Albus cupped her cheek and smiled. "I stand by what I always said. For the well-organized mind, death is but the next great adventure."
"Oh, shut up!" Minerva almost sounded like her usual self again, which was probably why Albus chuckled.
"Tell me you've at least tried to stop this. Tried everything. Looked everywhere. Tell me you haven't just accepted this. Because I can't."
"I know it is hard. Unfortunately, I am very sure that there is nothing to be done. But I also happen to be sure that you will be fine without me. You are the strongest woman I know, Minerva."
"Only because I have you."
"No." Albus looked very grave again. "I was always painfully aware that I took more strength from you than I was ever able to give back to you."
Minerva started to shake her head, but Albus wouldn't let her because he took her face in his hands. "Please, Minerva, I do not think I could live or rather die knowing that I broke you. You have to promise me that you will go on without me – as brave and true as you always have."
Minerva's eyes widened since she couldn't (or wouldn't) move any other part of her. "How could I promise you that? You were the centre of my life since I was… about eleven years old!"
Albus sighed heavily. "Yes, I am painfully aware of that."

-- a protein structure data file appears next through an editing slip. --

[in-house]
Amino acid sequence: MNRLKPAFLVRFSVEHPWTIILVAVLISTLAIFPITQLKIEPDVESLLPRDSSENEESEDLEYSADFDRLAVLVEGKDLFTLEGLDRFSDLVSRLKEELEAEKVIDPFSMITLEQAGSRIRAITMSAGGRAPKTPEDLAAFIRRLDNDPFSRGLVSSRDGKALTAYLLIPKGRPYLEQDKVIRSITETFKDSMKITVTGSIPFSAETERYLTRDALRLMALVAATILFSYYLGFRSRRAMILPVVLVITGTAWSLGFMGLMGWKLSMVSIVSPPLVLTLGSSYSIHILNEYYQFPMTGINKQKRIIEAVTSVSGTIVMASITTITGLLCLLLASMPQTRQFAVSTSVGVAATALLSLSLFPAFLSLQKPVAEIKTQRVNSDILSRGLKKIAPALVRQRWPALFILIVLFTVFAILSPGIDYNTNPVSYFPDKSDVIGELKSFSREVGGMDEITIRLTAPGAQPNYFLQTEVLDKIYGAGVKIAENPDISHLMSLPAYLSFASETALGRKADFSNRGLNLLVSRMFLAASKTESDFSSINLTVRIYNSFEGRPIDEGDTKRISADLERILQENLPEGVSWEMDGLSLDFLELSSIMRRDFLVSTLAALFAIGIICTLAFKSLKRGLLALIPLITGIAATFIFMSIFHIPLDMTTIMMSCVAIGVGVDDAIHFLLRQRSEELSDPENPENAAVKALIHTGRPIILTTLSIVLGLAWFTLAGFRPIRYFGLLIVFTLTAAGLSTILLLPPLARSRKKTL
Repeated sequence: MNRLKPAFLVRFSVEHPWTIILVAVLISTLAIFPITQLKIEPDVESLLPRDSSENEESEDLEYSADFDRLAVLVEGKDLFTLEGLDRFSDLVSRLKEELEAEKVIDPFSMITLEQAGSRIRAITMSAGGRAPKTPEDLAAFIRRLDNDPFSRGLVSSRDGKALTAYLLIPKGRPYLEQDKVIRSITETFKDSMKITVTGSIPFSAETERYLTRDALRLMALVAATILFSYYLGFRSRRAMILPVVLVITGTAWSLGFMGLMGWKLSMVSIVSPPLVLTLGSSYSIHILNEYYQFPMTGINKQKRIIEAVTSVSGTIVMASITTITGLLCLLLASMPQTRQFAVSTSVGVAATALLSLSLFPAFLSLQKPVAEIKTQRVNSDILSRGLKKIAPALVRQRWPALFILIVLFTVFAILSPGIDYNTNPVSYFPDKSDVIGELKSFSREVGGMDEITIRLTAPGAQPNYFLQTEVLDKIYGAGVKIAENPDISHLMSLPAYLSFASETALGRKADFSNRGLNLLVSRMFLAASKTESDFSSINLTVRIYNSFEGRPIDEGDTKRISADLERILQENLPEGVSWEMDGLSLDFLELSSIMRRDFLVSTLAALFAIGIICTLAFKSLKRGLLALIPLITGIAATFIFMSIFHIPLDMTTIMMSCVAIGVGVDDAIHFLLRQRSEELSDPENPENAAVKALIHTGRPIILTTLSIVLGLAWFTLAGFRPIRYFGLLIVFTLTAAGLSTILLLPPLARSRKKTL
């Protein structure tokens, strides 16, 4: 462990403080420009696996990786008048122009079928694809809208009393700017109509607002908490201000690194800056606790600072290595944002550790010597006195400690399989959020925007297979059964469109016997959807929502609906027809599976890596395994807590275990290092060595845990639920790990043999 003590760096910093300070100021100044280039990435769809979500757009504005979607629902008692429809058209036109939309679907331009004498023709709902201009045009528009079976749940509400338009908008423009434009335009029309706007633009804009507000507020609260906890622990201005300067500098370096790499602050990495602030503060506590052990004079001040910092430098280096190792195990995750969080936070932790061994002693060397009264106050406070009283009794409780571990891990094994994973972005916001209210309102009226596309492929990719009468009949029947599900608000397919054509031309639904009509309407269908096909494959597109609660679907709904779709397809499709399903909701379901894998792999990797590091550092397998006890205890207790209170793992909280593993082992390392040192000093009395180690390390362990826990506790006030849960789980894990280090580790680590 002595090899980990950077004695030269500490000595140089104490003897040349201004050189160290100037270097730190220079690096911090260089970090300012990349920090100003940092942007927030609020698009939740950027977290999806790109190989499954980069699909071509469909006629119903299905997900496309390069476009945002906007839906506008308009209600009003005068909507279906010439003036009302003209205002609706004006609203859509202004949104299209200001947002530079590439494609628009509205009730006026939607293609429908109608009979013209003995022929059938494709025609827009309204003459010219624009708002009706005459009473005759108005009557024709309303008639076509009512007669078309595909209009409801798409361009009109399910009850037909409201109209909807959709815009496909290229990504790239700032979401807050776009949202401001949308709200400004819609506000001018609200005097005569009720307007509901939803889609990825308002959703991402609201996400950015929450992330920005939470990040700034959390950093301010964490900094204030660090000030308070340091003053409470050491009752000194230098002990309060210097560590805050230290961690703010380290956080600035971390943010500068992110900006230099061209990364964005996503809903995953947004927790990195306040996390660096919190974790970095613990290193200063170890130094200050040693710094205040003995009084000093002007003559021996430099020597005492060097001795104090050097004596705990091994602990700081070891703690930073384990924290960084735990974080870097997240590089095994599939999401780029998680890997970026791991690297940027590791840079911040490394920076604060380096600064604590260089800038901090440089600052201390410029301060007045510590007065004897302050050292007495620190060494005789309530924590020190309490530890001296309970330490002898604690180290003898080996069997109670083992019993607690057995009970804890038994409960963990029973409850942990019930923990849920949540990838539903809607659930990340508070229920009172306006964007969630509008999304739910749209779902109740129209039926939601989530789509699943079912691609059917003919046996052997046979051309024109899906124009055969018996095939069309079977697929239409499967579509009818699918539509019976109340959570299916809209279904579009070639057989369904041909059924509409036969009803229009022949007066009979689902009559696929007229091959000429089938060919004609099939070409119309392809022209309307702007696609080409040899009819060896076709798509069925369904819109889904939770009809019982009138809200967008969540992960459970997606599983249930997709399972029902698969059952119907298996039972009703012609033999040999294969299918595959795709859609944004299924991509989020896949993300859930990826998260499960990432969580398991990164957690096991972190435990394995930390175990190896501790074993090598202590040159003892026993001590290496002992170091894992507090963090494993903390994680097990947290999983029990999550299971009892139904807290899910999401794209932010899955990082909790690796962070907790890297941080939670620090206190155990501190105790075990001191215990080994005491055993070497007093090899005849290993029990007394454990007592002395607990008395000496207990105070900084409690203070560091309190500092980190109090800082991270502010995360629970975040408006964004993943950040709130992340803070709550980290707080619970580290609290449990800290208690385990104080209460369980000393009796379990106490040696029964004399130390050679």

"Painfully?" Minerva felt her already numb heart go stone cold. "You mean if you could go back in time you would change everything?"
Her husband looked at her solemnly for a very long time. "Only to save you from this pain," he finally replied. "I suppose it was always inevitable, but being rather more talented than most, if you'll excuse my saying so, I did hope I would be able to save you somehow."
Minerva dropped her gaze when his words stung despite her numbness. But eventually she looked up at him again. "I would rather hurt for the rest of my life than change any of it. Learning from you, coming into my own under your tutelage, and later returning to teach and to fall in love with you... I don't regret any of it. I wish you wouldn't either."
"It is only for your sake that I regret the choices I made," Albus said, his thumbs caressing her cheek.
"Well, then don't!" Minerva sounded like she had a bad cold. But under the circumstances she thought it was quite remarkable that she could speak at all. "You just said that even you can't change the past or the future..." She glanced at his black hand, but the sight sickened her worse than before. "So let's stay in the here and now. That's what we agreed on, isn't it? The only way for us to be together is for you not to be the only one he ever feared and to only be Albus no-last-name instead. And if the greatest wizard of our time really has to make the ultimate sacrifice, then I at least want to keep my husband for as long as I can."